How can we get our supporters to love us?

Love might be stretching it but the opportunity to create ambassadors, increase fundraising and secure policy goals was a hot topic for delegates at DSC today. One of the key tools in creating that successful relationship is the charity brand – one of the most significant resources of any organisation yet too many leave its role to chance. Workshops, key note speeches and informal conversations meant the annual Charity Writing and Communications conference was alive with voluntary sector professionals exploring how to do things better.

How to get to grips with our brands took us on a journey encompassing the role of behavioural science in engaging with audiences through to the practicalities of reviewing and refreshing charity vision and values, with a smattering of ‘how to manage a rogue chief exec!’

Participants were from household name charities through to niche organisations of two people. The challenge they all face (to varying degrees) is how to cut through the noise to ensure that key audiences – funders, supporters and users know where to find them.

What do audiences want?

Seeing each stakeholder interaction as a chance to build brand and secure loyalty (or at least not put them off) was the topic of discussion for many as we considered how to create an emotional aftertaste that means audiences will chose your organisation over another.

Psychological bias, convenience and salience play a large part in how and why audiences interact but there’s a great deal comms and marketing departments can do to attract and retain support.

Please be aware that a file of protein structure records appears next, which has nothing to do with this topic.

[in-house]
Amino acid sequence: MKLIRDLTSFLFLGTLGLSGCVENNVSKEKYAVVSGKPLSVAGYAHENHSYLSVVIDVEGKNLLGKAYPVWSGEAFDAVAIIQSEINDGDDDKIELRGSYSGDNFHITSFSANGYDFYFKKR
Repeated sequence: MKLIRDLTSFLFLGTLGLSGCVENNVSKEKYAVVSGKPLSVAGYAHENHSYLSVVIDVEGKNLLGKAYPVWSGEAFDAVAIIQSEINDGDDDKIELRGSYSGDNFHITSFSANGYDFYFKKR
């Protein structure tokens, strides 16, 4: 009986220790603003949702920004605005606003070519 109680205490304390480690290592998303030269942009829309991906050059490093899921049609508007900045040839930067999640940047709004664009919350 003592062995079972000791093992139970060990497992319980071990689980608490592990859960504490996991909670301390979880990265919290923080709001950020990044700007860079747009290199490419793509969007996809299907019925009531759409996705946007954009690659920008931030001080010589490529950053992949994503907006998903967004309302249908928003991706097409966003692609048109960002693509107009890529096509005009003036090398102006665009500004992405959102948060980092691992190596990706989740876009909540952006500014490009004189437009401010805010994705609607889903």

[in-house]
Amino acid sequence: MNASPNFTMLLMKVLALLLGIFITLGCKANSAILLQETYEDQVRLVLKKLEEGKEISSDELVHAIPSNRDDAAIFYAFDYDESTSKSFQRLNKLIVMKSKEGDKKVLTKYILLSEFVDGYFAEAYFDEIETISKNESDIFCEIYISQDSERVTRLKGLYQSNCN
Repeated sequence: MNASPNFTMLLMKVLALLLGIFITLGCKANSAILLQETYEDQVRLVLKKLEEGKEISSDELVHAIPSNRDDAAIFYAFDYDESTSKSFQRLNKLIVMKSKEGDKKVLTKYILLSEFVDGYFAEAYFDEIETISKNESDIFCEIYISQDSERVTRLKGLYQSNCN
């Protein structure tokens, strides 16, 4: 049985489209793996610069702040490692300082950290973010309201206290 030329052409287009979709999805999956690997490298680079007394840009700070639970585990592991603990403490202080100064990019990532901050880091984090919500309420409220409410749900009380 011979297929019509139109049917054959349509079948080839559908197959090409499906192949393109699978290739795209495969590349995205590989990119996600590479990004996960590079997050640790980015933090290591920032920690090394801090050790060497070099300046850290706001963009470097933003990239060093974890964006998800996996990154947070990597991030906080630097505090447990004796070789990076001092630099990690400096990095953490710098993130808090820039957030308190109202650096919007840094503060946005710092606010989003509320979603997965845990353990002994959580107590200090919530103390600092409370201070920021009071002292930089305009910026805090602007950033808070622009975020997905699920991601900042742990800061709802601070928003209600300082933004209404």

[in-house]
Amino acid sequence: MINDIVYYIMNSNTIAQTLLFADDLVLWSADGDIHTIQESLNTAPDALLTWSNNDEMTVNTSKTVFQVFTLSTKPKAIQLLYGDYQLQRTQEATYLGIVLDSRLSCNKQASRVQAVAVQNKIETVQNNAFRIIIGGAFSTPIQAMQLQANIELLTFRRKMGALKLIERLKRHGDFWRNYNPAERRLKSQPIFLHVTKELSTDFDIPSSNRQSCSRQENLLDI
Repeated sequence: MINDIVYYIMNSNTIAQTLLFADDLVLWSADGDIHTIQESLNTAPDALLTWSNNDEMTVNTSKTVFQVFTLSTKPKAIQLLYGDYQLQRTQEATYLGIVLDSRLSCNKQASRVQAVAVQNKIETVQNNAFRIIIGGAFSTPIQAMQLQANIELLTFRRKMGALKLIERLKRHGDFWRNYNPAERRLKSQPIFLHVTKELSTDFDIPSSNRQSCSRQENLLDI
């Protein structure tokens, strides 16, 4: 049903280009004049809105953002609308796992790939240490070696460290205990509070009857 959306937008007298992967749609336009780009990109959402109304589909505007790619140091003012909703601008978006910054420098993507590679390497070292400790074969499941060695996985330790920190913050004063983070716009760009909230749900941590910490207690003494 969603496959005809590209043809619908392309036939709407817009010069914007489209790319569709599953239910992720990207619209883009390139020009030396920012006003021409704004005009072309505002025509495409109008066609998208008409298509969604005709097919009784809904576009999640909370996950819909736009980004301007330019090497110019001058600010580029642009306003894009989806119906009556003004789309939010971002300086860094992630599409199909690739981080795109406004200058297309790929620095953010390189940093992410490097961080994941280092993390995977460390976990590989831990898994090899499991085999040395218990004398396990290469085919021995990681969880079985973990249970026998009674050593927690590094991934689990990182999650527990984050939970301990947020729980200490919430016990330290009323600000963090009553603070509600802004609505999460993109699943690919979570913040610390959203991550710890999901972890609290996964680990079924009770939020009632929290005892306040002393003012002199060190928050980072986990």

Delegates were offered a practical approach to the brand review process, planning the project and questioning the aims:

  • What do we seek from a brand review?
  • What is the problem we seek to resolve? Do others in the organisation share these concerns?
  • What evidence do we have that backs up our concern or ambition?

Planning done and goals identified we considered audiences – who are they? what do they want? And then: What does good look like?

Attendees at our brand session were left in no doubt as to some of the must-haves for anyone considering a brand review:

  • Make sure you have senior level buy in (you’re sunk without it)
  • Secure early input and support from some key colleagues (everyone else can be ‘inspired’ later)
  • Be honest about your goals and opportunities
  • Set clear goals and see the process as a learning opportunity
  • Test ideas and evolve the approach – be open to what the evidence and feedback reveals.

And finally:

  • Bring in outside help!

Securing some external brand expertise will make the process much more rewarding (and potentially successful) for you and your colleagues. And aside, it will mean that when a challenging conversation is needed with the office ‘stick in the mud’, you’ve got an expert to convince them of the approach.

Too often training days and conferences can leave delegates feeling uplifted but unprepared. Feedback on the practical approach of this DSC event suggests charity delegates will be striding out on the front foot with a plan to tackle some of those big comms issues.

Well isn’t that a good feeling?

 

PS If you want to find out more:

#charitywritecomms or

https://www.dsc.org.uk/event/charity-writing-communications-training-days/

And if you missed it – there’s only 364 days until the next one!

 

Recommended Posts

Leave a Comment